Bon Iver brings powerful album to life

Alex Schaaf

Every once in a while, “the power of music” becomes more than a trite and clichéd statement. Sometimes, it’s an actual living, breathing thing that refuses to be dismissed, pushing its way past preconceptions and ignorant attitudes to hit your very core, making you forget everything you had thought to be worth worrying about.
Last Sunday night in a crowded room in Eau Claire, Wis., Justin Vernon, going by the stage/recording name Bon Iver, gathered his closest friends and family to privately perform his newest album. At least that’s what it felt like.
While a few in the crowd were either related to Eau Claire native Vernon or one of the other two band members (most notably including Mike Noyce, who left Lawrence last term to tour with Vernon), the rest of us were joined instead by his music.
The story of Bon Iver is almost as famous as the music itself. Following the breakup of his band DeYarmond Edison, Vernon returned home to Eau Claire, and took to the outdoors. He isolated himself in a hunting cabin in the northwestern Wisconsin woods, and recorded “For Emma, Forever Ago.” Filled with haunting, brooding melodies over very sparse instrumentation, usually just a guitar or two, the nine-song album gained much attention after review website Pitchfork gave it a high rating and a feature spot on their website.
In the months since the original release, Bon Iver has signed with a label, started a national tour, and officially re-released the album under the Jagjaguwar label. The show Sunday night served as a kickoff for the tour, which will reach from Los Angeles to Washington, with several stops in between. According to Noyce, the band will also travel to Canada before heading off to Europe later in the spring.
Coming onto a crowded stage in front of a small but eager audience, Vernon thanked the crowd for coming and apologized for anyone who couldn’t get in, promising, “We’ll get them in next time.” He said he would perform the whole album, from track one to the end, because, as he put it, “How else would you do it in this situation?”
Before Noyce — who was in his sophomore year here at Lawrence — left for the tour, he accompanied Vernon on varied guitars, playing both bass and rhythm parts, filling in the beautiful texture that was created on the album.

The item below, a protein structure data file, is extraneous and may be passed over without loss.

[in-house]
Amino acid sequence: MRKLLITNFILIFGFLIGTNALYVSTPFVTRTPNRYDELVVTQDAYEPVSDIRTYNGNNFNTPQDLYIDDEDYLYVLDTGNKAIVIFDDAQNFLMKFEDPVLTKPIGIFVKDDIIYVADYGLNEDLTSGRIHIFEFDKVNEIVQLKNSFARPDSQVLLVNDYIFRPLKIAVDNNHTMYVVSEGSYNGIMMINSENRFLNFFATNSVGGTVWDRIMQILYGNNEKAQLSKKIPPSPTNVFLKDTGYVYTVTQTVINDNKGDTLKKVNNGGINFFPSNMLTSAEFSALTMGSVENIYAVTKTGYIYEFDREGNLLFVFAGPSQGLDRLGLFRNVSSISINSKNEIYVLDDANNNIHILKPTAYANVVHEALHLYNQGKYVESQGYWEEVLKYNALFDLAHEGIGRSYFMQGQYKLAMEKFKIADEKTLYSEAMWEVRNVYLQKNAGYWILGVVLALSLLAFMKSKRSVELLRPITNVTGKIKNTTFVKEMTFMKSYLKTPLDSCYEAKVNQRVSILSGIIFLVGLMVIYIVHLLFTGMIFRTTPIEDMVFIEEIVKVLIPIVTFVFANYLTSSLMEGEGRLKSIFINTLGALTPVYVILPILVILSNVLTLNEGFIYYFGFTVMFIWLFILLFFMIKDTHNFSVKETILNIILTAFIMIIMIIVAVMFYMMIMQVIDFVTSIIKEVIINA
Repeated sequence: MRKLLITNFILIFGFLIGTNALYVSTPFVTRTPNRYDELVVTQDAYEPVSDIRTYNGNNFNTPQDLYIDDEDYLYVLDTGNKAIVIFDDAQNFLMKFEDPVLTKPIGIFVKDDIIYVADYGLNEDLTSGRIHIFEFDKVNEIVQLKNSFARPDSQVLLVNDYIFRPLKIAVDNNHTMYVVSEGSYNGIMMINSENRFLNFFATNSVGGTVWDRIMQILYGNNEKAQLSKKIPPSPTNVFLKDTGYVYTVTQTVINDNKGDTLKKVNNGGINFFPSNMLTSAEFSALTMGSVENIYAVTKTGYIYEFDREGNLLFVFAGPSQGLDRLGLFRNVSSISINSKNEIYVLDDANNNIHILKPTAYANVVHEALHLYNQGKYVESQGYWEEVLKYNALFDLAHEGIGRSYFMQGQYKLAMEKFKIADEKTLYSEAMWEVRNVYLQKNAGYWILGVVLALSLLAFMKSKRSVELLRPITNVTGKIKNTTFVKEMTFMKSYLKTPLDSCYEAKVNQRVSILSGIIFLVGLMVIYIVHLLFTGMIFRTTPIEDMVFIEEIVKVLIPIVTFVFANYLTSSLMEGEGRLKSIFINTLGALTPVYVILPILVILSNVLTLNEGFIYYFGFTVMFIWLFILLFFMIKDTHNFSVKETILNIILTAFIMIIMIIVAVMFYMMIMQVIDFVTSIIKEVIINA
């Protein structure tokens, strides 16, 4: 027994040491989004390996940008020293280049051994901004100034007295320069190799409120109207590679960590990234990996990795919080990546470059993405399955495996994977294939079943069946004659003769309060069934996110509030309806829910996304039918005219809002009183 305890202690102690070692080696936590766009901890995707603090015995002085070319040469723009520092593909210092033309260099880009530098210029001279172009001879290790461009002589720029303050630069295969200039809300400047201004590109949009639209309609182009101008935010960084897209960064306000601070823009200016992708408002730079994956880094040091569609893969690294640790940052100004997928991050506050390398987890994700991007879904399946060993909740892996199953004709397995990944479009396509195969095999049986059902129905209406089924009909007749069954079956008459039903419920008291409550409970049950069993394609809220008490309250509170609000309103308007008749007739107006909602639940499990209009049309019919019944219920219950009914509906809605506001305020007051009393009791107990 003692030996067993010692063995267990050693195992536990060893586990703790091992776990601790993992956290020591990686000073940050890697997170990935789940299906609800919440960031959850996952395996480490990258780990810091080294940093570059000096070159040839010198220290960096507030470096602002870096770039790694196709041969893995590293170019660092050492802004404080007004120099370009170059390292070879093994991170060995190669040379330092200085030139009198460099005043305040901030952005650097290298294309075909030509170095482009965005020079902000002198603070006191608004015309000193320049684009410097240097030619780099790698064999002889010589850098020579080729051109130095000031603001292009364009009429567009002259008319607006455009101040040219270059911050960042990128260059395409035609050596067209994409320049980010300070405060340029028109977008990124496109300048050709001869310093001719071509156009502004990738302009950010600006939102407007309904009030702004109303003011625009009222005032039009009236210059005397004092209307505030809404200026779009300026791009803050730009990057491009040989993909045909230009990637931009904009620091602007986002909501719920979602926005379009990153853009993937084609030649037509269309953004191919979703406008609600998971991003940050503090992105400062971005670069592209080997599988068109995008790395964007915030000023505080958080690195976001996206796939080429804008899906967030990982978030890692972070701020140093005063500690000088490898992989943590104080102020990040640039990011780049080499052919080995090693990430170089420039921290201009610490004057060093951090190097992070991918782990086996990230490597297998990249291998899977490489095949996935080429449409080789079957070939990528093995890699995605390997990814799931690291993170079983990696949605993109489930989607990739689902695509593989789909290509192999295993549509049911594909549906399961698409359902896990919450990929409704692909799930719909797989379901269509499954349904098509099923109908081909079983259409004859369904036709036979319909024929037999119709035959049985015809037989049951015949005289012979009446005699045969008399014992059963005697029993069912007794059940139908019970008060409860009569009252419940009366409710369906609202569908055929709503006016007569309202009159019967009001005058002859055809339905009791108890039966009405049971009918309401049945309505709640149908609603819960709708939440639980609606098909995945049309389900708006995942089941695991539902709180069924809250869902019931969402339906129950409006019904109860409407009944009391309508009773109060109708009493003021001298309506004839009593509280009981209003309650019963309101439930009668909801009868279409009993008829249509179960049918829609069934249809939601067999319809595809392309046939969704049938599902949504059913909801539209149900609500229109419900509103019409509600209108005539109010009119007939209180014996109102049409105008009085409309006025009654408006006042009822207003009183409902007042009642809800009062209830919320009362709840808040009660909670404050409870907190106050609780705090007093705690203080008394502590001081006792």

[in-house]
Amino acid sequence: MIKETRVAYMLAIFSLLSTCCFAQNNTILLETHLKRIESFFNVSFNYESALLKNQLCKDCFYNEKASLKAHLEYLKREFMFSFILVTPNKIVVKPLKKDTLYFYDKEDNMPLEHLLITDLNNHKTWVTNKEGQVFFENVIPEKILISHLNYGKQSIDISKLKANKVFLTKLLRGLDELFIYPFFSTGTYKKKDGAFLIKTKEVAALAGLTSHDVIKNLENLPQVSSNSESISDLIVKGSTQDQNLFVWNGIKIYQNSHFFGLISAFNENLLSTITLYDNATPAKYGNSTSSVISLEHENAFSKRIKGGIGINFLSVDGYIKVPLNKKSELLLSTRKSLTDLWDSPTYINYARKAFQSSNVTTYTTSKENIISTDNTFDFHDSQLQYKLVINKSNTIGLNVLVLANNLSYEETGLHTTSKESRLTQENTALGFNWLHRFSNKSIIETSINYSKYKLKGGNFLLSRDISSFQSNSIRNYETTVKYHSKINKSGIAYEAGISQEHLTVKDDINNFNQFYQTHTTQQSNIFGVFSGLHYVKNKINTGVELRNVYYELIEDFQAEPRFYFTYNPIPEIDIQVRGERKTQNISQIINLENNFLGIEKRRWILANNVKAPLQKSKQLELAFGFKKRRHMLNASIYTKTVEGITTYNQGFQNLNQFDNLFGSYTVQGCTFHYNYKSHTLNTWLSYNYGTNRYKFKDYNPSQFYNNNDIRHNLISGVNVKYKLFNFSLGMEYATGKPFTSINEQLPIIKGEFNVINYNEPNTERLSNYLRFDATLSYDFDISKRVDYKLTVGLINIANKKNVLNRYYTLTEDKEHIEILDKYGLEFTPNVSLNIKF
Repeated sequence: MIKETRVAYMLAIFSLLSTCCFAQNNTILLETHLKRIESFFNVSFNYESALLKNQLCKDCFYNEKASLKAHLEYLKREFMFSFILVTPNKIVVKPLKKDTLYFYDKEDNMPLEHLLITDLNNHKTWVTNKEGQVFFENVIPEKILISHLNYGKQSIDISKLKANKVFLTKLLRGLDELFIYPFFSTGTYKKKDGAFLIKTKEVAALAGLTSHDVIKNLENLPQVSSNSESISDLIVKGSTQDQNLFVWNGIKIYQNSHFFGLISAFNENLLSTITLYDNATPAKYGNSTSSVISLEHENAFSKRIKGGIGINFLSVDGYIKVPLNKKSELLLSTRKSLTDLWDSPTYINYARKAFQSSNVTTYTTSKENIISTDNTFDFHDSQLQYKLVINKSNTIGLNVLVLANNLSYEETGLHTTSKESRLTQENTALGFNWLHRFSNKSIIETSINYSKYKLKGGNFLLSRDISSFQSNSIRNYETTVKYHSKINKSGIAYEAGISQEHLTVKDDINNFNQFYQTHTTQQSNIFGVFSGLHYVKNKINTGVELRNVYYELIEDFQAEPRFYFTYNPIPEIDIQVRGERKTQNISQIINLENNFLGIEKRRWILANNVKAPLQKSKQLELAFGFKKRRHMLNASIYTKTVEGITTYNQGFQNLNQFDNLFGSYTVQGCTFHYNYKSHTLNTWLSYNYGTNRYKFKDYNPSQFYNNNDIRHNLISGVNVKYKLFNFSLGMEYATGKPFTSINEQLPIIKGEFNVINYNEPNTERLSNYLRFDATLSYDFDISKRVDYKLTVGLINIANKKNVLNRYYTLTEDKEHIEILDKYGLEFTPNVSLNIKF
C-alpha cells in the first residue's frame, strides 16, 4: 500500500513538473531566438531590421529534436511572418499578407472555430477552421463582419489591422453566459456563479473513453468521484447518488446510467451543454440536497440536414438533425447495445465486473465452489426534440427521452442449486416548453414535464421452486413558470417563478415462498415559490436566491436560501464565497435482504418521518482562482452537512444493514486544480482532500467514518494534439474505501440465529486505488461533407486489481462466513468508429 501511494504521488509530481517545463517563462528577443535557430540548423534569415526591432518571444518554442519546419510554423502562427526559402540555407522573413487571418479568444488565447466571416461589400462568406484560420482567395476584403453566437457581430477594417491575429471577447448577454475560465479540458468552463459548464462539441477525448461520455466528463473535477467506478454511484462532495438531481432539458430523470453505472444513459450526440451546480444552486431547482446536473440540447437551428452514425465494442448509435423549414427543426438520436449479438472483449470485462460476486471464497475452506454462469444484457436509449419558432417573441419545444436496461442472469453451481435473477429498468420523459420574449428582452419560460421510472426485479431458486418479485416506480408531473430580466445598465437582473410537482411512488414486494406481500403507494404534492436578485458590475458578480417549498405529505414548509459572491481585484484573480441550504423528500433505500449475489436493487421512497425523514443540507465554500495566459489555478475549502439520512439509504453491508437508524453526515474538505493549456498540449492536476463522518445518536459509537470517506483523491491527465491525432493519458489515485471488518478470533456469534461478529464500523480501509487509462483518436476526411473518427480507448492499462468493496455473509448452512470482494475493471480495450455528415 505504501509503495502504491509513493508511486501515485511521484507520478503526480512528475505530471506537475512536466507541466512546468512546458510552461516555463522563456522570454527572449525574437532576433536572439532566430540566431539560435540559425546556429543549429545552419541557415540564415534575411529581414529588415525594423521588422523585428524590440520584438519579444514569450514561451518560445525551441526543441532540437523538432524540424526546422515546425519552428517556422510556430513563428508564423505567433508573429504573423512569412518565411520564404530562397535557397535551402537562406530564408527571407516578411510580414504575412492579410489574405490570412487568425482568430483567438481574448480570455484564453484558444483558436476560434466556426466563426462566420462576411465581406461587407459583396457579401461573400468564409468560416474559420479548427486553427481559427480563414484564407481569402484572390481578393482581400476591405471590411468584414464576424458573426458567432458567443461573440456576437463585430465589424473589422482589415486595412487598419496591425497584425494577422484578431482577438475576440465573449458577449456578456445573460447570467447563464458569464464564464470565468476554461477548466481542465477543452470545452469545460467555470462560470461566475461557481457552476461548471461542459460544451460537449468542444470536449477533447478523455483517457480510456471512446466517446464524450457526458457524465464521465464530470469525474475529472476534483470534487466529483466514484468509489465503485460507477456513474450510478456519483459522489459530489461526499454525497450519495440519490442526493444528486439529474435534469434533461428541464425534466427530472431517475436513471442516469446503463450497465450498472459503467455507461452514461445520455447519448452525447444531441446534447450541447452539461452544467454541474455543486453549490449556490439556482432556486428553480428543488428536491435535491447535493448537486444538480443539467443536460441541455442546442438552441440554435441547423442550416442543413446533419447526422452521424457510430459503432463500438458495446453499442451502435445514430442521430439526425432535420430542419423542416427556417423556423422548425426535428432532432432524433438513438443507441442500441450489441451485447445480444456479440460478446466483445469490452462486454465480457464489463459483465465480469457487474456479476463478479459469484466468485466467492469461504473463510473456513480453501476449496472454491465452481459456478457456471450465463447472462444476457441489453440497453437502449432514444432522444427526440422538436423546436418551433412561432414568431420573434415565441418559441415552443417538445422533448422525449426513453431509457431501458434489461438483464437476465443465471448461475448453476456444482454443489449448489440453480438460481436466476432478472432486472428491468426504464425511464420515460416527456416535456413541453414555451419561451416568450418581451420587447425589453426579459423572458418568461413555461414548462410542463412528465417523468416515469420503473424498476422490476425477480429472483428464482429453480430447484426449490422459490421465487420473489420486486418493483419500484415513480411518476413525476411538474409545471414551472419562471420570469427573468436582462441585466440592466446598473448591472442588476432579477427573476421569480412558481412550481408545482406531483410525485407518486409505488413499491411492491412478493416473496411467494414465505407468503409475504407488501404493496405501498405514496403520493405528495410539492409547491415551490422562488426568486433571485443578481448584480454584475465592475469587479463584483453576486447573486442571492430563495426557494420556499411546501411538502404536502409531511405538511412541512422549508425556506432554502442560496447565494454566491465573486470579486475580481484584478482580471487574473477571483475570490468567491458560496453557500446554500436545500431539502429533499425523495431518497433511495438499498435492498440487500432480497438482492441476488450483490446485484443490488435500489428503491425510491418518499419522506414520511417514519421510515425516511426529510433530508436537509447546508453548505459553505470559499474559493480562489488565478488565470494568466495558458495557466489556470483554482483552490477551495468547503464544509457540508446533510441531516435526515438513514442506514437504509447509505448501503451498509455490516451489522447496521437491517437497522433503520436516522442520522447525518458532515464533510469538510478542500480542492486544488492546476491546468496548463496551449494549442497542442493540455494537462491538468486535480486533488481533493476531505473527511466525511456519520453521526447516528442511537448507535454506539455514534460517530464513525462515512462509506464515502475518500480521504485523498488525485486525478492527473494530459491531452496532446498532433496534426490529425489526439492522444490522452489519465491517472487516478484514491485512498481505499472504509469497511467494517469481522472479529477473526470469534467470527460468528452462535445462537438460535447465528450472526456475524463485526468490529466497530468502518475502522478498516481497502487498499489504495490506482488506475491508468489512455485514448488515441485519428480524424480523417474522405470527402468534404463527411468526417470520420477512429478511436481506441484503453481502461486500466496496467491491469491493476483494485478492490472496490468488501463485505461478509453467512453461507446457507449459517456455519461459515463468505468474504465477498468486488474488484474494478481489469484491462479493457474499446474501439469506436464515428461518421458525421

He also was responsible for contributing backup vocals for almost every song, not an easy task by any means, as Vernon’s vocals found a solid home in his upper falsetto throughout the night. A drummer filled out the remainder of the band, and also contributed vocals.
Vernon executed a fairly faithful reenactment of the album, matching both the musical and emotional levels that made it onto the tape in his hunting cabin. A few moments marked clear departure, however, as Vernon exhibited his chops on “Blindsided”, finishing the song off with a crippling guitar solo. “For Emma” was also much more energized than on the album, steering away from the more somber take that he went with for the recording.
A crowd sing-along on “The Wolves (Act I and II)” provided a peak of the evening. The chorus of “What might have been lost” found a resounding new life in the hands of the audience, as they sang out while the band broke down the song in an almost manic, chaotic fashion, disassembling the beat almost to the point of no return.
Bon Iver’s Web site states, “It wasn’t planned. The goal was to hibernate,” referring to the recording process. Whatever it was that got Vernon through those long winter nights, it provided the backdrop to create a masterpiece of an album, one that he will be proud to support for many long winter nights to come.

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